The purpose of the new building was to receive the pilgrims for the feast of Ascension when a vial, that the faithful believe contains the Blood of Christ, is brought up from the crypt below through a hole in the floor located directly under the dome. The relic, called Preziosissimo Sangue di Cristo ("Most Precious Blood of Christ"), which is preserved in Sacred Vessels. According to tradition the blood was brought to the city by the Roman centurion Longinus, who had scooped up the earth containing the blood at the foot of the cross.

In 804 Holy Roman emperor Charlemagne obtained authentication of the relic from Pope Leo III for its veneration. According to many scholars, this resulted in the creation of the Diocese of Mantua and the construction of first portion of the Cathedral of St Andrew.[4] The relic was "rediscovered" (secunda inventio) ca. 1049, in the presence of Matilda of Tuscany. Pope Leo IX recognized this relic as authentic in 1053, which became highly venerated during the Renaissance. The relic is displayed on Good Friday, to the faithful, and in a procession on the city's streets.

Portions of the relic were extracted and taken by Charlemagne to the St Chapelle in Paris, and later to the Weingarten Abbey, to the Archbasilica of St. John Lateran in Rome, and to the Church of the Holy Cross in Guastalla[5] (built on behalf of Beatrix of Canossa[6]).

Other aspects

Plan and drawings of the crypt

Alberti broke with basilican tradition by having multiple chapels branch off the nave instead of lining it with aisles—because the colonnades would block the view of ceremonies in the classic model.[7] One of the chapels is known as the Mantegna funerary chapel, since it houses the tomb of the early Renaissance painter Andrea Mantegna, with a bronze figure of him by Gianmarco Cavalli and Mantegna's own Holy Family. Other artworks in the chapels include frescoes of Giulio Romano's school (a work by Giulio is currently a copy) and Correggio. In the belltower there are five bells (A, C#, E, F#, A) cast in the 19th century.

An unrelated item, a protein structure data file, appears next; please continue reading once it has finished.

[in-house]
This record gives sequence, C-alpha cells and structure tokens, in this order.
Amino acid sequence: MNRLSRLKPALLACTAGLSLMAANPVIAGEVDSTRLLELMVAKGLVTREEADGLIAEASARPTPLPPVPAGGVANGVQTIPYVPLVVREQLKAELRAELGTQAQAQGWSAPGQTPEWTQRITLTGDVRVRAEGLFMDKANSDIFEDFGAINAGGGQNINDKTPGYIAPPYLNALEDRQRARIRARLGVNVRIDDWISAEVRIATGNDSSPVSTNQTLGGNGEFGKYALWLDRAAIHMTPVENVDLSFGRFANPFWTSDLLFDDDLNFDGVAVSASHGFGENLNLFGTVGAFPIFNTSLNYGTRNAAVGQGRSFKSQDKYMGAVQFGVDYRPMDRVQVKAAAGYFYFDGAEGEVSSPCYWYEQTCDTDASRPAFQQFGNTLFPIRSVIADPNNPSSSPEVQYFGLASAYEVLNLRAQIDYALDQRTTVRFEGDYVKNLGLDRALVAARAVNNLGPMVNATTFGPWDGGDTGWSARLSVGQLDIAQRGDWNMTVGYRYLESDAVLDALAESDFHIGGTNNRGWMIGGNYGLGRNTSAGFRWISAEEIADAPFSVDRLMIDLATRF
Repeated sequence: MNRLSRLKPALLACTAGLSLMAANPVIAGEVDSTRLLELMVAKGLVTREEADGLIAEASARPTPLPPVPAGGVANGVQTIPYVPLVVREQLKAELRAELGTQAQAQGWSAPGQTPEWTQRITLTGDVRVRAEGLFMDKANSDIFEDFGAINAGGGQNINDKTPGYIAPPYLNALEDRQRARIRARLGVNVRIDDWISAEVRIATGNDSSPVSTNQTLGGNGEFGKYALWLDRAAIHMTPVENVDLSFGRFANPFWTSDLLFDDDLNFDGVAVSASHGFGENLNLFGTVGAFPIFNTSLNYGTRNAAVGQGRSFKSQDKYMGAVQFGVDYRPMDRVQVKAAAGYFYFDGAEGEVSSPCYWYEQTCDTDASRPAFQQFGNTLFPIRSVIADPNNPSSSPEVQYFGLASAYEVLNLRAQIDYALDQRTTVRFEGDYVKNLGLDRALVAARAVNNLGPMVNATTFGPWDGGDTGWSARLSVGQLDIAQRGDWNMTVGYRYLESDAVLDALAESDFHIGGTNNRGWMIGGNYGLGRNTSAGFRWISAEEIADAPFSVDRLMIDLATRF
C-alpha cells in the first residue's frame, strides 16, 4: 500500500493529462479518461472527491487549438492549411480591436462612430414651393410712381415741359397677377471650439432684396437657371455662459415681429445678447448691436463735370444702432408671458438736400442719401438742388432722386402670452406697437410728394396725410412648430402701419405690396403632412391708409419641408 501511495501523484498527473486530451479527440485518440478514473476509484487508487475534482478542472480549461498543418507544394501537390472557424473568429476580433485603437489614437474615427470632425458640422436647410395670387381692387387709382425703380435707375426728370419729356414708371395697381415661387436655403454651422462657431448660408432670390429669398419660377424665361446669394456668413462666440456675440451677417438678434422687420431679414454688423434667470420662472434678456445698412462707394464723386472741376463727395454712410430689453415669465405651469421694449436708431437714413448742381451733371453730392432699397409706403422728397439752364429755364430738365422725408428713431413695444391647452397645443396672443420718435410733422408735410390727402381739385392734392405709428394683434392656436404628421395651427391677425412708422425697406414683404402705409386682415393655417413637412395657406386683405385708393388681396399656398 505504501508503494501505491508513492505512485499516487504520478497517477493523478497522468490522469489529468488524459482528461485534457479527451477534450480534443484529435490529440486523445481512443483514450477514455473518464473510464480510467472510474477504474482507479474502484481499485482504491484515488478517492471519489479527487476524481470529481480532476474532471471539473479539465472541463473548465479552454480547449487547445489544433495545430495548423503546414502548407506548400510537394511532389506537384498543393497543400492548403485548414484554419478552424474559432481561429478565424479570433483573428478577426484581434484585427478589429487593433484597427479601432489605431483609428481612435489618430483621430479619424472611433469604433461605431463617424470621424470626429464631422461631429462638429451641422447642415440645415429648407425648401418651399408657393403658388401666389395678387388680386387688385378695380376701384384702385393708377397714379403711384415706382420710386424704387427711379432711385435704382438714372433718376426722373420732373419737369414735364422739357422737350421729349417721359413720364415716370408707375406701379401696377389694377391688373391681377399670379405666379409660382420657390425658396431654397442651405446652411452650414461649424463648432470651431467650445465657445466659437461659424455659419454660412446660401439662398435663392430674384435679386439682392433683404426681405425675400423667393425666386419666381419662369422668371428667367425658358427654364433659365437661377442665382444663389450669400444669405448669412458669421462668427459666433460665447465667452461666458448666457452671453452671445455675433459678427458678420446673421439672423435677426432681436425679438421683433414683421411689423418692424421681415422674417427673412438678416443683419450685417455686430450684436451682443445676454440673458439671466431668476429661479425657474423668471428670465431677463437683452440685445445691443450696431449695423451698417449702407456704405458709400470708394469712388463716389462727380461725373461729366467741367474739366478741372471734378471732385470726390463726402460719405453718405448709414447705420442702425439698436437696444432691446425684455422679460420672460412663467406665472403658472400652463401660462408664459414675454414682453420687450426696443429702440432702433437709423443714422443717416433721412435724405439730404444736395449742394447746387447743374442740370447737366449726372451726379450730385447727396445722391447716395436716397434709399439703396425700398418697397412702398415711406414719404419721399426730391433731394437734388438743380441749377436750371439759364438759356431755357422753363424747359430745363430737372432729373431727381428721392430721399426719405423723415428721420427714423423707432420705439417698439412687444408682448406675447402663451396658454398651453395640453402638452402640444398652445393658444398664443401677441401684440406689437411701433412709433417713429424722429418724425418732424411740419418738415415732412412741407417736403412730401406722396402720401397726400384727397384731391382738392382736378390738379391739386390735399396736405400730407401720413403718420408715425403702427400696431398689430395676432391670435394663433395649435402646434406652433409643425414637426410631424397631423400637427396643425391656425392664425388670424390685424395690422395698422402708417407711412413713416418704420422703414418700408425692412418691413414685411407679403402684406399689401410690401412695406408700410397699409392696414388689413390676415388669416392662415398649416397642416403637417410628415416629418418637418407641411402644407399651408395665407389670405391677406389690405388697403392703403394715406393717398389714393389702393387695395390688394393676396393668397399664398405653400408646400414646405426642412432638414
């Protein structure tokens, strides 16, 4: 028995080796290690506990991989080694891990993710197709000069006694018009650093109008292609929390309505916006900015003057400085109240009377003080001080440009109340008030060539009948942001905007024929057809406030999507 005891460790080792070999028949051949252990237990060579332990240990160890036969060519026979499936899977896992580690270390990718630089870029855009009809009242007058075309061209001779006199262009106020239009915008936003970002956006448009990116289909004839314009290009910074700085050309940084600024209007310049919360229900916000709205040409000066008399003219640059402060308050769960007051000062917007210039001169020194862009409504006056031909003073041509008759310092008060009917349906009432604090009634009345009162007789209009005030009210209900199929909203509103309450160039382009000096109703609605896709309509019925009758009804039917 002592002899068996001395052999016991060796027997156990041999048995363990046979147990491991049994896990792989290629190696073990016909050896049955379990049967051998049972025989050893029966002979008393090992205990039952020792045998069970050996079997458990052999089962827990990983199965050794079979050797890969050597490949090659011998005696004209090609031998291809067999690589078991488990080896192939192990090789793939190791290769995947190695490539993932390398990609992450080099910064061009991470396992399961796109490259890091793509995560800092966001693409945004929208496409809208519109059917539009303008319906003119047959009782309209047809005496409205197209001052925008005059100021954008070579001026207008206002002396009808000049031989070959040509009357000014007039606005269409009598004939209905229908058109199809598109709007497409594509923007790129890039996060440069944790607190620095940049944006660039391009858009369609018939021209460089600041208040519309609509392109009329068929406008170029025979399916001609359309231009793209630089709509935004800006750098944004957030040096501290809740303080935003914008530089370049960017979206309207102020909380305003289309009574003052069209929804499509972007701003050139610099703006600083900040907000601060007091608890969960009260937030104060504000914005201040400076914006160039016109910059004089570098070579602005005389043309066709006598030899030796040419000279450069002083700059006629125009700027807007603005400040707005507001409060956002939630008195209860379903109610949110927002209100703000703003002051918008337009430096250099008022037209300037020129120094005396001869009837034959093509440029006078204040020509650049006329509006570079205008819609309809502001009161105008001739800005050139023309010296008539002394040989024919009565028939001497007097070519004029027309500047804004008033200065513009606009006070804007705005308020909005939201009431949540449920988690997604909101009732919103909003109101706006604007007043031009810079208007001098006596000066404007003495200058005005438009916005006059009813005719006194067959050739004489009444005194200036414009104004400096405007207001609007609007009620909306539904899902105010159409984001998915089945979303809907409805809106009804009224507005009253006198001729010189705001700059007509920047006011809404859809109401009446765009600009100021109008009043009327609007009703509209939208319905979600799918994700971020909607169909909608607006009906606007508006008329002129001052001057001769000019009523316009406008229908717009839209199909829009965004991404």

1. ^ Basilica Concattedrale di S. Andrea - complesso
  2. ^ Basilica di S. Andrea Apostolo on
  3. ^ Franco Borsi. Leon Battista Alberti. (New York: Harper & Row, 1977)
  4. ^ "Most Precious Blood and Sacred Vessels". Roman Catholic Diocese of Mantua (in Italian). Archived from the original on December 23, 2018. Retrieved Dec 23, 2018.
  5. ^ Luigi Pescasio; Paolo Bertelli (Jun 1, 2005). Enciclopedia delle curiosità mantovane (in Italian). Vidiemme. pp. 137–138. Archived from the original on December 7, 2018. Retrieved December 23, 2018 – via
  6. ^ Ireneo Affo (1785). History of the city and Duchy of Gustalla (in Italian). Salvatore Costa e Comp. pp. 87, 89. Archived from the original on December 7, 2018 – via
  7. ^ De La Croix, Horst; Tansey, Richard G.; Kirkpatrick, Diane. Gardner's Art Through the Ages (9th ed.). Harcourt Brace Jovanovich. p. 612. ISBN 0155037692.

See also



  • Johnson, Eugene J. (1975). S. Andrea in Mantua : the building history. University Park: Pennsylvania State University Press. ISBN 0-271-01186-6.
  • Il Sant'Andrea di Mantova e Leon Battista Alberti (in Italian). Mantova: Ed. della Bibl. Comunale. 1974. OCLC 2549495.
  • La reliquia del sangue di Cristo: Mantova, l'Italia e l'Europa ad tempo di Leone IX, ed. Glauco Maria Cantarella, Verona: Scripta, 2012.